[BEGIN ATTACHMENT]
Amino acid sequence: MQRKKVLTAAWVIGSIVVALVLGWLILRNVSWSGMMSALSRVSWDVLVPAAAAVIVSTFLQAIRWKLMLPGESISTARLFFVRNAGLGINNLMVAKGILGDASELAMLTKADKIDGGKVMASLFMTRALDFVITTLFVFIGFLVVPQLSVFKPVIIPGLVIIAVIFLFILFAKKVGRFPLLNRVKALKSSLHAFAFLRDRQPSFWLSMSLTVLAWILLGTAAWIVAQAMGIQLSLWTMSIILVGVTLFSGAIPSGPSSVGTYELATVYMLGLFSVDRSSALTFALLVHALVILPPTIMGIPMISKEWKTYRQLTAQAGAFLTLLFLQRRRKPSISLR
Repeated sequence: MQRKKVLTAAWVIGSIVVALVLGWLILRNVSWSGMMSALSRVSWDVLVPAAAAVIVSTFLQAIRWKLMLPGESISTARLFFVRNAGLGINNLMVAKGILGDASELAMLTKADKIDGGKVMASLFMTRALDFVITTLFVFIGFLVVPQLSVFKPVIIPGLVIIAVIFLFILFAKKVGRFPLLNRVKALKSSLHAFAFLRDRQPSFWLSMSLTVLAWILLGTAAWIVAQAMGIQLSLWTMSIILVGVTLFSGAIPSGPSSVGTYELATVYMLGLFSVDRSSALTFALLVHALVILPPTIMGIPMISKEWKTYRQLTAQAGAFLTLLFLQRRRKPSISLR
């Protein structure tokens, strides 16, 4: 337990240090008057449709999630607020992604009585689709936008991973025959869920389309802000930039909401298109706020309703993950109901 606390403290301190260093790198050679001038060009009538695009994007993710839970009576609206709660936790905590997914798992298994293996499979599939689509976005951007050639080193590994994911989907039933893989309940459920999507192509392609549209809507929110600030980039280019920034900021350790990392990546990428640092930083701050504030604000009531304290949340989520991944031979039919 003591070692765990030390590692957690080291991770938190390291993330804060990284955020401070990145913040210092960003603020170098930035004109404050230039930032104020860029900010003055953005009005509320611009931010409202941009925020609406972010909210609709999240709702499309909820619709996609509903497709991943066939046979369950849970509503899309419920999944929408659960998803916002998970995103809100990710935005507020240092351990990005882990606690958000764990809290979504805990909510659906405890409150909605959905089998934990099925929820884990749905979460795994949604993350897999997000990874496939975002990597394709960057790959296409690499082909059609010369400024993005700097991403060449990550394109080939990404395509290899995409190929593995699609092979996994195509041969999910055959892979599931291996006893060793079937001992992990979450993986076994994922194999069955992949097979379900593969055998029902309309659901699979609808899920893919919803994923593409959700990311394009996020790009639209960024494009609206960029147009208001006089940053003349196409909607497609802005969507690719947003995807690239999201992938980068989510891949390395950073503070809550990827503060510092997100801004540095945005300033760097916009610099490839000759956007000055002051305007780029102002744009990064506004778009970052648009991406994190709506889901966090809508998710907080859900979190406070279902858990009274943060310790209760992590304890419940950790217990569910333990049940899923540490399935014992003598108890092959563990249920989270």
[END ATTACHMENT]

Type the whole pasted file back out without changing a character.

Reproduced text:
Amino acid sequence: MQRKKVLTAAWVIGSIVVALVLGWLILRNVSWSGMMSALSRVSWDVLVPAAAAVIVSTFLQAIRWKLMLPGESISTARLFFVRNAGLGINNLMVAKGILGDASELAMLTKADKIDGGKVMASLFMTRALDFVITTLFVFIGFLVVPQLSVFKPVIIPGLVIIAVIFLFILFAKKVGRFPLLNRVKALKSSLHAFAFLRDRQPSFWLSMSLTVLAWILLGTAAWIVAQAMGIQLSLWTMSIILVGVTLFSGAIPSGPSSVGTYELATVYMLGLFSVDRSSALTFALLVHALVILPPTIMGIPMISKEWKTYRQLTAQAGAFLTLLFLQRRRKPSISLR
Repeated sequence: MQRKKVLTAAWVIGSIVVALVLGWLILRNVSWSGMMSALSRVSWDVLVPAAAAVIVSTFLQAIRWKLMLPGESISTARLFFVRNAGLGINNLMVAKGILGDASELAMLTKADKIDGGKVMASLFMTRALDFVITTLFVFIGFLVVPQLSVFKPVIIPGLVIIAVIFLFILFAKKVGRFPLLNRVKALKSSLHAFAFLRDRQPSFWLSMSLTVLAWILLGTAAWIVAQAMGIQLSLWTMSIILVGVTLFSGAIPSGPSSVGTYELATVYMLGLFSVDRSSALTFALLVHALVILPPTIMGIPMISKEWKTYRQLTAQAGAFLTLLFLQRRRKPSISLR
């Protein structure tokens, strides 16, 4: 337990240090008057449709999630607020992604009585689709936008991973025959869920389309802000930039909401298109706020309703993950109901 606390403290301190260093790198050679001038060009009538695009994007993710839970009576609206709660936790905590997914798992298994293996499979599939689509976005951007050639080193590994994911989907039933893989309940459920999507192509392609549209809507929110600030980039280019920034900021350790990392990546990428640092930083701050504030604000009531304290949340989520991944031979039919 003591070692765990030390590692957690080291991770938190390291993330804060990284955020401070990145913040210092960003603020170098930035004109404050230039930032104020860029900010003055953005009005509320611009931010409202941009925020609406972010909210609709999240709702499309909820619709996609509903497709991943066939046979369950849970509503899309419920999944929408659960998803916002998970995103809100990710935005507020240092351990990005882990606690958000764990809290979504805990909510659906405890409150909605959905089998934990099925929820884990749905979460795994949604993350897999997000990874496939975002990597394709960057790959296409690499082909059609010369400024993005700097991403060449990550394109080939990404395509290899995409190929593995699609092979996994195509041969999910055959892979599931291996006893060793079937001992992990979450993986076994994922194999069955992949097979379900593969055998029902309309659901699979609808899920893919919803994923593409959700990311394009996020790009639209960024494009609206960029147009208001006089940053003349196409909607497609802005969507690719947003995807690239999201992938980068989510891949390395950073503070809550990827503060510092997100801004540095945005300033760097916009610099490839000759956007000055002051305007780029102002744009990064506004778009970052648009991406994190709506889901966090809508998710907080859900979190406070279902858990009274943060310790209760992590304890419940950790217990569910333990049940899923540490399935014992003598108890092959563990249920989270």